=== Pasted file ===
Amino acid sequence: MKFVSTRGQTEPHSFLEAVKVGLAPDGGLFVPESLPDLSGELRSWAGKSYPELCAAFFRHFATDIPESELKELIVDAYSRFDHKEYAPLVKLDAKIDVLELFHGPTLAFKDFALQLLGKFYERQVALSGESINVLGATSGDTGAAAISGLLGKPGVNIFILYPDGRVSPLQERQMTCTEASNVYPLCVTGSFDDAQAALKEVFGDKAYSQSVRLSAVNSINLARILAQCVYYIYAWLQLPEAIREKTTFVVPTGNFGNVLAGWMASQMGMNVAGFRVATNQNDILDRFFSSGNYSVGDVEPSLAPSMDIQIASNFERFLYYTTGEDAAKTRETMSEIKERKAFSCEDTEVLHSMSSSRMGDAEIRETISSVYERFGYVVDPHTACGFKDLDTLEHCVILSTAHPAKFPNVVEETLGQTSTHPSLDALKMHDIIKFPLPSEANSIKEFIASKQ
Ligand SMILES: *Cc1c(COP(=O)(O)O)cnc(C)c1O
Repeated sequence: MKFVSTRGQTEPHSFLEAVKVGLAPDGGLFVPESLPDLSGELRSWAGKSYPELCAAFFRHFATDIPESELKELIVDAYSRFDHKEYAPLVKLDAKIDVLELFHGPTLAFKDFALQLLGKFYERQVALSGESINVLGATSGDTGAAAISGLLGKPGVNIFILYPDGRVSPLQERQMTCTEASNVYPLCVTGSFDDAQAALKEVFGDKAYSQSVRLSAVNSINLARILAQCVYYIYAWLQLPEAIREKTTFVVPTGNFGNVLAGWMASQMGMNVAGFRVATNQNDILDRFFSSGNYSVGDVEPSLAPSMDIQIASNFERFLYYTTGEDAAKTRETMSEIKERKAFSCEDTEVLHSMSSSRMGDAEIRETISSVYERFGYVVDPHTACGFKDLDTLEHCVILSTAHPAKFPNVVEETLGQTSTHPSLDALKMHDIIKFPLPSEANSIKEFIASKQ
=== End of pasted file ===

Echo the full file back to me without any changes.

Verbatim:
Amino acid sequence: MKFVSTRGQTEPHSFLEAVKVGLAPDGGLFVPESLPDLSGELRSWAGKSYPELCAAFFRHFATDIPESELKELIVDAYSRFDHKEYAPLVKLDAKIDVLELFHGPTLAFKDFALQLLGKFYERQVALSGESINVLGATSGDTGAAAISGLLGKPGVNIFILYPDGRVSPLQERQMTCTEASNVYPLCVTGSFDDAQAALKEVFGDKAYSQSVRLSAVNSINLARILAQCVYYIYAWLQLPEAIREKTTFVVPTGNFGNVLAGWMASQMGMNVAGFRVATNQNDILDRFFSSGNYSVGDVEPSLAPSMDIQIASNFERFLYYTTGEDAAKTRETMSEIKERKAFSCEDTEVLHSMSSSRMGDAEIRETISSVYERFGYVVDPHTACGFKDLDTLEHCVILSTAHPAKFPNVVEETLGQTSTHPSLDALKMHDIIKFPLPSEANSIKEFIASKQ
Ligand SMILES: *Cc1c(COP(=O)(O)O)cnc(C)c1O
Repeated sequence: MKFVSTRGQTEPHSFLEAVKVGLAPDGGLFVPESLPDLSGELRSWAGKSYPELCAAFFRHFATDIPESELKELIVDAYSRFDHKEYAPLVKLDAKIDVLELFHGPTLAFKDFALQLLGKFYERQVALSGESINVLGATSGDTGAAAISGLLGKPGVNIFILYPDGRVSPLQERQMTCTEASNVYPLCVTGSFDDAQAALKEVFGDKAYSQSVRLSAVNSINLARILAQCVYYIYAWLQLPEAIREKTTFVVPTGNFGNVLAGWMASQMGMNVAGFRVATNQNDILDRFFSSGNYSVGDVEPSLAPSMDIQIASNFERFLYYTTGEDAAKTRETMSEIKERKAFSCEDTEVLHSMSSSRMGDAEIRETISSVYERFGYVVDPHTACGFKDLDTLEHCVILSTAHPAKFPNVVEETLGQTSTHPSLDALKMHDIIKFPLPSEANSIKEFIASKQ